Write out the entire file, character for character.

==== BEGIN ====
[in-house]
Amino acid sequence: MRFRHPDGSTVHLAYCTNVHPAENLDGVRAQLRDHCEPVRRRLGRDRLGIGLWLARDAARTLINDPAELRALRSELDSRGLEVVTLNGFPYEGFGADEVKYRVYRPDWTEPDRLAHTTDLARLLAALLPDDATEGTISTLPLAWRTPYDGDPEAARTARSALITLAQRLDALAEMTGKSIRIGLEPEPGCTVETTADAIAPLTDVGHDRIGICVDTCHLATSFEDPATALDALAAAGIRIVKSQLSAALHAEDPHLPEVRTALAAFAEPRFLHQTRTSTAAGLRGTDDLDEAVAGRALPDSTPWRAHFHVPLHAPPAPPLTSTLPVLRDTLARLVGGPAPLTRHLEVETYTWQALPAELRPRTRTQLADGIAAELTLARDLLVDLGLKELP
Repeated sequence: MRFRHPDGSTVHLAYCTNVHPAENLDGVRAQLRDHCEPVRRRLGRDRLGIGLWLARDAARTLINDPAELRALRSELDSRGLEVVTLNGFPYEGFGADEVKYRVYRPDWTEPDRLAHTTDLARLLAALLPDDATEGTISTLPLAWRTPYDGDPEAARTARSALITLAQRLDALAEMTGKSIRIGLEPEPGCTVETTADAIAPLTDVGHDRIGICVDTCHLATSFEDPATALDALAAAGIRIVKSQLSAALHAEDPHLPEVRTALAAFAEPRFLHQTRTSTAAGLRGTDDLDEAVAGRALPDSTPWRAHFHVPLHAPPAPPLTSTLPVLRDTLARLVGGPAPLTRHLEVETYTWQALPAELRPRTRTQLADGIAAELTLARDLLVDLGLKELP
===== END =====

[in-house]
Amino acid sequence: MRFRHPDGSTVHLAYCTNVHPAENLDGVRAQLRDHCEPVRRRLGRDRLGIGLWLARDAARTLINDPAELRALRSELDSRGLEVVTLNGFPYEGFGADEVKYRVYRPDWTEPDRLAHTTDLARLLAALLPDDATEGTISTLPLAWRTPYDGDPEAARTARSALITLAQRLDALAEMTGKSIRIGLEPEPGCTVETTADAIAPLTDVGHDRIGICVDTCHLATSFEDPATALDALAAAGIRIVKSQLSAALHAEDPHLPEVRTALAAFAEPRFLHQTRTSTAAGLRGTDDLDEAVAGRALPDSTPWRAHFHVPLHAPPAPPLTSTLPVLRDTLARLVGGPAPLTRHLEVETYTWQALPAELRPRTRTQLADGIAAELTLARDLLVDLGLKELP
Repeated sequence: MRFRHPDGSTVHLAYCTNVHPAENLDGVRAQLRDHCEPVRRRLGRDRLGIGLWLARDAARTLINDPAELRALRSELDSRGLEVVTLNGFPYEGFGADEVKYRVYRPDWTEPDRLAHTTDLARLLAALLPDDATEGTISTLPLAWRTPYDGDPEAARTARSALITLAQRLDALAEMTGKSIRIGLEPEPGCTVETTADAIAPLTDVGHDRIGICVDTCHLATSFEDPATALDALAAAGIRIVKSQLSAALHAEDPHLPEVRTALAAFAEPRFLHQTRTSTAAGLRGTDDLDEAVAGRALPDSTPWRAHFHVPLHAPPAPPLTSTLPVLRDTLARLVGGPAPLTRHLEVETYTWQALPAELRPRTRTQLADGIAAELTLARDLLVDLGLKELP